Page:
Apple loses iPhone naming rights in Brazil (update)

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Update: The Brazilian Institute of Industrial Property has ruled that Apple does not hold exclusive rights to the "iPhone" trademark in the country. According to the BBC, the decision only applies to handset devices, and won’t prevent Apple from marketing its popular smartphone under the iPhone brand unless IGB Electronica exercises its option of suing for complete, exclusive control over the trademark.

Apple still has the option to appeal and if that fails the company will probably have to shell out a few millions for the naming rights. Cupertino will keep some exclusivity over the “iPhone" name when the trademark is used for anything other than smartphones.

Original story is below.

Apple will reportedly lose the right to use the iPhone trademark in Latin America in the near future. A source familiar with the decision recently told Reuters that Brazil’s copyright regulator will strip Apple of the rights and award it to a local consumer electronics maker.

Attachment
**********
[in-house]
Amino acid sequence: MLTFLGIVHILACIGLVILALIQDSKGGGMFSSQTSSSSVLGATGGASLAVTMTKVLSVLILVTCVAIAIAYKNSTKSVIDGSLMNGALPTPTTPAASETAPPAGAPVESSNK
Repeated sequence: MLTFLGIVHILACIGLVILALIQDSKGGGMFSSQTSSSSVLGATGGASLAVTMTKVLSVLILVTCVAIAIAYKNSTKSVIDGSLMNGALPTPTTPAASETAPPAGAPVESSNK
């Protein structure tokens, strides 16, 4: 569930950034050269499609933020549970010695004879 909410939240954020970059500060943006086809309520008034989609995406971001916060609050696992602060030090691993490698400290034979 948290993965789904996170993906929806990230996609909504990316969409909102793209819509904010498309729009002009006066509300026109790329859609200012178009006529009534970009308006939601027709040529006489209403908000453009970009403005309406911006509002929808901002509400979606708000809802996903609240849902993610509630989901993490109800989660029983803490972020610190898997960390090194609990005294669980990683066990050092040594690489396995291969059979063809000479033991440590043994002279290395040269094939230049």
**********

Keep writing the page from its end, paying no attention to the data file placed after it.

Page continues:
According to the source, the trademark will soon belong to Gradiente Electronica SA, a company that allegedly registered the “iphone” name in 2000 – a full seven years before Apple launched their now iconic handset.

IGB Electronica SA, a company that came about after Gradiente restructured, launched their own Android-based “iphone” last December in black and white, just like Apple’s offering. The phone sells for just over $300, we’re told.

In a separate story from Bloomberg, IGB chairman Eugenio Emilio Staub said he would consider selling the naming rights to Apple and they were open to dialogue for anything at any time. A similar incident in China last year saw Chinese electronics company Proview give up their rights to the “ipad” trademark for a cool $60 million.

We are hearing that the Brazilian Institute of Intellectual Property will make the decision official on February 13. The publication said an Apple spokesperson in Brazil declined to comment but Cupertino could challenge the ruling locally after the decision is made public.

The timing seems well calculated as Apple is just now targeting Brazil as a region for key growth. As such, it seems unlikely that Apple will stop selling their smartphone in the country. We suspect them to either appeal the decision or purchase rights to the trademark outright.

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